Barbara considers being a new grandmother one of her hobbies. In addition, she likes to travel, taking a lot of pictures on her trips as reference material for paintings. She also loves to read. Of course she paints, too.

“There’s so little time between living and teaching that I barely have time to do as much painting as I want to do,” she said. “But there’s that term, ‘Enjoy the process.’ I try to enjoy everything I do and if I don’t enjoy it, I don’t do it.”

Her absolute passion is painting portraits and the human figure, though her students can follow their own desires when it comes to subject matter. However, Barbara is very structured about demonstrating the fundamentals first.

“My approach to teaching is a person should learn the basics, see all the possibilities, then you go off in your own direction,” she said. “When you come to my classrooms, you see 20, 30 people doing different things from abstracts in acrylic to picky, picky flowers.”

As for Barbara, she chooses to interpret faces and forms in order to honor the individuality of human beings.

“When I draw or paint, I am celebrating that person’s uniqueness or specialness,” she said. “Even if I’m doing a still life, I try to celebrate its beauty. I’m almost religious about how wonderful life is.”

Kyra Sovero
School teachers and other professionals attend her classes in order to acquire conversational skills as a necessity for their work, which is definitely a motivating factor. Others who travel or have relatives who speak Spanish find the classes extremely helpful in enhancing their ability to communicate.
¿Habla usted español? Whatever the case may be, Spanish instructor Kyra Sovero, whose Adult School teaching positions include both the Older Adult Enrichment and Community Service programs, utilizes the wealth of her educational background and cosmopolitan experience to create a relaxed and supportive setting in which her students become immersed in the language and culture of the countries in which the language is spoken. The Advanced Spanish class that she instructs for the senior community at the Goebel Center is geared for those whose fluency is at the intermediate level and above. In addition to the conversational training, comprehension, reading and writing, the subject matter is centered primarily around Spanish-speaking countries and locations therein. A variety of activities—current events, literature, grammar a nd stimulating discussions—is used to motivate the class.
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Kathleen Rogan

Kathleen Galloway Rogan, is also a freelance writer, actress & stand-up comedienne.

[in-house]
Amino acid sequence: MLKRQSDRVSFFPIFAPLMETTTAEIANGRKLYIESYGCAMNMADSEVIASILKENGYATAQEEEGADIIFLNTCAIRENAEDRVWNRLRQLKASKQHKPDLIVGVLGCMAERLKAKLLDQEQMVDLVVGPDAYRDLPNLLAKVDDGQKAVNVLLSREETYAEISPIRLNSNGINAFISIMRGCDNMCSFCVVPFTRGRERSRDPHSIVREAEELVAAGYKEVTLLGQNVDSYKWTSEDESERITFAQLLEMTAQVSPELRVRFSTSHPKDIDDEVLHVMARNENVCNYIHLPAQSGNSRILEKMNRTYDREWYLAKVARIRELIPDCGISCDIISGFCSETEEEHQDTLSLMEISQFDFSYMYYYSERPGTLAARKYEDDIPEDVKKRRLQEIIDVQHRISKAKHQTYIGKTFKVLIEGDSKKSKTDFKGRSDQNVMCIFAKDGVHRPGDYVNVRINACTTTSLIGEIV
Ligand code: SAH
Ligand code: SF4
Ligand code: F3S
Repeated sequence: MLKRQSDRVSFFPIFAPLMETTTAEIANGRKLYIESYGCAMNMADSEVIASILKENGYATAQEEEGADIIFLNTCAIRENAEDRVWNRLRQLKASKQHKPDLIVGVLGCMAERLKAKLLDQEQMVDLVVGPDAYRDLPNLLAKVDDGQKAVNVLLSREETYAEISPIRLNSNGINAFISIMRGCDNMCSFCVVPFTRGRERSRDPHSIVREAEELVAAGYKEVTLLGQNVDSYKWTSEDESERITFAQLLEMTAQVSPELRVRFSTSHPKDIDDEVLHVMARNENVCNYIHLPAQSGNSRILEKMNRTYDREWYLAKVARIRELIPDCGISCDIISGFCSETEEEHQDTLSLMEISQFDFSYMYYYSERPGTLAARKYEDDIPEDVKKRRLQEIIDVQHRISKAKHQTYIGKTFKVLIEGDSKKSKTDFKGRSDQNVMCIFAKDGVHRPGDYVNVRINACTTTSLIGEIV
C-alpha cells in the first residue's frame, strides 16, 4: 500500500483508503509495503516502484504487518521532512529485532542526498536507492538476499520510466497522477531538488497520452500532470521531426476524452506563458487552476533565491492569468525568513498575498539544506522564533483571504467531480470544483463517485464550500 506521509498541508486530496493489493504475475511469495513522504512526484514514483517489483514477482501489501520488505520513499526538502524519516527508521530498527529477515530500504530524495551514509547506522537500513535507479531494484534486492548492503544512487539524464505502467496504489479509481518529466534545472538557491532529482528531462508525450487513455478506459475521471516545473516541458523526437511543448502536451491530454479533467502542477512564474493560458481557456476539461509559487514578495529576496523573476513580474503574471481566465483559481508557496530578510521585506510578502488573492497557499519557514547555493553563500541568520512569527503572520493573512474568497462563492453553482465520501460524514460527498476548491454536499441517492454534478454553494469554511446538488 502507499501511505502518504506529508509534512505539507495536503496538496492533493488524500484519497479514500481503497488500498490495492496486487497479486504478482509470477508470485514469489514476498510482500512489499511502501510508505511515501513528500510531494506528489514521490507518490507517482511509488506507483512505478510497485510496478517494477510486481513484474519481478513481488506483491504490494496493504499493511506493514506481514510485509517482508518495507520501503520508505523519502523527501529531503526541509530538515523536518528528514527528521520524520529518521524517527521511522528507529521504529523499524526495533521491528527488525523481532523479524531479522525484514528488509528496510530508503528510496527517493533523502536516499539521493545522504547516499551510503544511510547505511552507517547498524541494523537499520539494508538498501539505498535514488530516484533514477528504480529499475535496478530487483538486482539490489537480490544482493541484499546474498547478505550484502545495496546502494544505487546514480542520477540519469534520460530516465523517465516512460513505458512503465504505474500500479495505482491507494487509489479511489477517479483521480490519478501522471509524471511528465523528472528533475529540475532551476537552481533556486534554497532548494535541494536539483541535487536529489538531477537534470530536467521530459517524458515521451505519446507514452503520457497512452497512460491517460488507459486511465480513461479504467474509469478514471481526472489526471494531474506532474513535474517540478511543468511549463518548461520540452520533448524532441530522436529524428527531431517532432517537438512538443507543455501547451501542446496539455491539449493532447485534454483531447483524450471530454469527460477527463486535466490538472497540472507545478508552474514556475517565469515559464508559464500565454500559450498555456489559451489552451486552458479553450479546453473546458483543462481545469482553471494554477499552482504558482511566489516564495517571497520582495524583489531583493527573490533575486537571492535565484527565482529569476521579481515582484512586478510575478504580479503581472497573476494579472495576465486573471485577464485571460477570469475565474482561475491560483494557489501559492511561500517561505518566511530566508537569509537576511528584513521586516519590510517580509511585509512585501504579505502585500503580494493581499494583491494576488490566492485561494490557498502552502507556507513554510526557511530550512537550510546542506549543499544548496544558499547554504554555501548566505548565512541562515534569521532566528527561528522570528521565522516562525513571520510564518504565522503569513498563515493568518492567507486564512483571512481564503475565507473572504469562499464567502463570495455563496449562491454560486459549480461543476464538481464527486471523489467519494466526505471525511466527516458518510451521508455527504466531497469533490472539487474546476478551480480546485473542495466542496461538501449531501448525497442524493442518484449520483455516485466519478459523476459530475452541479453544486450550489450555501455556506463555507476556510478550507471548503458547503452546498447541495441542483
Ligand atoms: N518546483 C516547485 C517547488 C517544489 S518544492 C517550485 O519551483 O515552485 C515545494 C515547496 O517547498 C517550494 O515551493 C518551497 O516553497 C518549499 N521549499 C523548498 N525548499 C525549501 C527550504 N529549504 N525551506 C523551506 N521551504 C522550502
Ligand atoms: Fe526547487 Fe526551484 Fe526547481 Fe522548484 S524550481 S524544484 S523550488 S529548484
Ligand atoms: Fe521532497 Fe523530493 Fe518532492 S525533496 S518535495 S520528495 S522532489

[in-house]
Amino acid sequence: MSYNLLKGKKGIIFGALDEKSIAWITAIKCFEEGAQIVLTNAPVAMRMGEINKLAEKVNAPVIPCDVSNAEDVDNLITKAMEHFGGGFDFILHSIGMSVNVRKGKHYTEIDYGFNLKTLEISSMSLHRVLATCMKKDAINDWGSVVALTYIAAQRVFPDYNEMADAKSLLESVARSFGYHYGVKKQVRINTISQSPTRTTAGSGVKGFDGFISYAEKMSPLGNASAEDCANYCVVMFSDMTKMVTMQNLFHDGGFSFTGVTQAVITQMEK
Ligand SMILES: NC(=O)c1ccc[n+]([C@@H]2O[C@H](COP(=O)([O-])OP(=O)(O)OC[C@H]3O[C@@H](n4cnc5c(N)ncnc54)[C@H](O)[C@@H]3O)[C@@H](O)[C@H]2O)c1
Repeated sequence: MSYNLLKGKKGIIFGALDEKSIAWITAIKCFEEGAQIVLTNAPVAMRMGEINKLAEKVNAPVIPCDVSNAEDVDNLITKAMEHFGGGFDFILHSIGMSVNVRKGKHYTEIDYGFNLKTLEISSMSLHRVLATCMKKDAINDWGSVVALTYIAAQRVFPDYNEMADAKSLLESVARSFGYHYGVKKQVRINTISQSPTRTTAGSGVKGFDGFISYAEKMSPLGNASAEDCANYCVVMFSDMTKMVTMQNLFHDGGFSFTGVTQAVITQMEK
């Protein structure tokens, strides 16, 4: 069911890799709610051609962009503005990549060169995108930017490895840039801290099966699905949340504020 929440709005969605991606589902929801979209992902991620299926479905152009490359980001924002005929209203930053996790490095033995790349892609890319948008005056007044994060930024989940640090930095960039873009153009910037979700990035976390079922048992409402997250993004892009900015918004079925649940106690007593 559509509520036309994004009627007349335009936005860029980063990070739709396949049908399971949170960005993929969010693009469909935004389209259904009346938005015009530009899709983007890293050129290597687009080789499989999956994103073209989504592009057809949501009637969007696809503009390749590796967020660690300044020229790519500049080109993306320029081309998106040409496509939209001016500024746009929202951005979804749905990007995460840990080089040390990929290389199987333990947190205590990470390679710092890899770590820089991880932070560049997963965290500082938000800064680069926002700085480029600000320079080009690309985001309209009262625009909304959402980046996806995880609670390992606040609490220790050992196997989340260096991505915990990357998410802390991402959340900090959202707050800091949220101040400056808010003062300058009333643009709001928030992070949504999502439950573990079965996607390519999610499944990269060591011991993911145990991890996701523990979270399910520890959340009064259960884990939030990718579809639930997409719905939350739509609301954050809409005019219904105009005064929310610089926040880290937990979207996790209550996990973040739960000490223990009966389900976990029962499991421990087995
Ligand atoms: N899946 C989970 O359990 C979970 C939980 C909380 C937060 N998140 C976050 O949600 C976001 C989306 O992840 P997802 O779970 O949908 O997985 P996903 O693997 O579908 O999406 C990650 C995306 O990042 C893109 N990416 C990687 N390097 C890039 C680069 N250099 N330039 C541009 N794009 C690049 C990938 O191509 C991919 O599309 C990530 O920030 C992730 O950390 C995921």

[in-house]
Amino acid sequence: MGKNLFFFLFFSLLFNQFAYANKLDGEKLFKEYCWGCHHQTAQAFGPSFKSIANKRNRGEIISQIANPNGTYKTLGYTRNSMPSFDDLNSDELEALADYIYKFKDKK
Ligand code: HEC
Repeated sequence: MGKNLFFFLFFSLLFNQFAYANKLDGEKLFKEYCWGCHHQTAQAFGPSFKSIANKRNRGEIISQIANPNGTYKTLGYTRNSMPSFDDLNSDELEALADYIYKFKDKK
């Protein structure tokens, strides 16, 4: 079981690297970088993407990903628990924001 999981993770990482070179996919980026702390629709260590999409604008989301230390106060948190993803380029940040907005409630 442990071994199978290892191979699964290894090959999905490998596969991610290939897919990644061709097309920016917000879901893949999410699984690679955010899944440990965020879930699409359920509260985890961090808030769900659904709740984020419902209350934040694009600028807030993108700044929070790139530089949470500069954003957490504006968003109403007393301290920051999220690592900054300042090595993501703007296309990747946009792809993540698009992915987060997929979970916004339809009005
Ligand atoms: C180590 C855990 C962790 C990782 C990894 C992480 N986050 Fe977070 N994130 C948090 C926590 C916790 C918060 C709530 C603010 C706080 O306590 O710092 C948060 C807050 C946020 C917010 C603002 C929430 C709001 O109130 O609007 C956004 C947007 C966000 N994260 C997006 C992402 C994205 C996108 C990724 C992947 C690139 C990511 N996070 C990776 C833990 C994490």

Kathleen Rogan has been teaching Creative Writing and Screenwriting at Conejo Adult School since 2007. An all-around arts and humanities creative, Kathleen has a background in the fine and applied arts, writing, film, television, and theatre—interests that were almost inherent, growing up immersed in her parents’ arts and show business professions. She did some modeling as a child but “wasn’t that interested,” she says, and “just wanted to be a kid.” She enjoyed painting and pursued that into her college years, attending CalArts and earning her Bachelor’s and Master’s in Fine Art.

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Jerry Ferguson

Jerry Ferguson, Conejo Adult School painting instructor, has a background in educational psychology, early childhood studies, environmental design and architecture, Asian philosophy, and prison education. Her colorful and varied career journey started with her higher education experience at UCLA.

“On the first day I thought I’d died and gone to Heaven,” Jerry says. “I thought that was an amazing place.”

There she earned a Bachelor’s in Science and then pursued a doctorate in Educational Psychology. After earning the latter, her interest in early childhood education and children’s learning environments inspired her to pursue a Master’s degree in Architecture. She attended Southern California Institute of Architecture (Sci-ARC)—then a brand-new school, having just broken off from Cal Poly.

“Everyone was really new and excited and trying new curricula,” Jerry says.

She describes the school’s forward-thinking approach to teaching design and architecture—a departure from what had once been a “physics and math first, design and creativity later” mentality.

“They essentially turned the curriculum upside down,” Jerry says. “You need to find out early if you have the ability to design and be creative.”

Jerry’s dynamic experience included having Frank Gehry and Sci-ARC co-founder Thom Mayne on her Master’s committee, and Mayne as one of her professors. Her courses included everything from serigraphy to CAD.

Further pursuing early childhood education and associated learning environments in addition to making use of her ability in speaking Japanese (she picked up the language while working on her doctorate in Asian Philosophy—a degree, ultimately, she decided not to complete), Jerry traveled to Japan to help the country establish a precedent for children’s learning outside the family home.

Prior to this, Jerry explains, the culture was still largely informed by the concept of women staying home and caring for children instead of joining the workforce, though change was imminent. The nation had given Buddhist monks the task of providing the framework for early childhood education in the country and providing the expanse of their temples and grounds for children’s learning centers, but there was the lack of facilities specifically designed for children’s needs. Jerry helped develop these, mindful in designing spaces that complemented the longstanding cultural traditions of the country.

“You have to incorporate their cultural values into design of environments,” Jerry says. “You can’t just translate an American early childhood to Japan or another culture. [Design is] culturally relative.”

Interviews & articles by E. Kane and B. Kane
For more information, call 805-497-2761 ext. 1201, or e-mail Anne Bartholomew at AnneB@ConejoAdultEd.org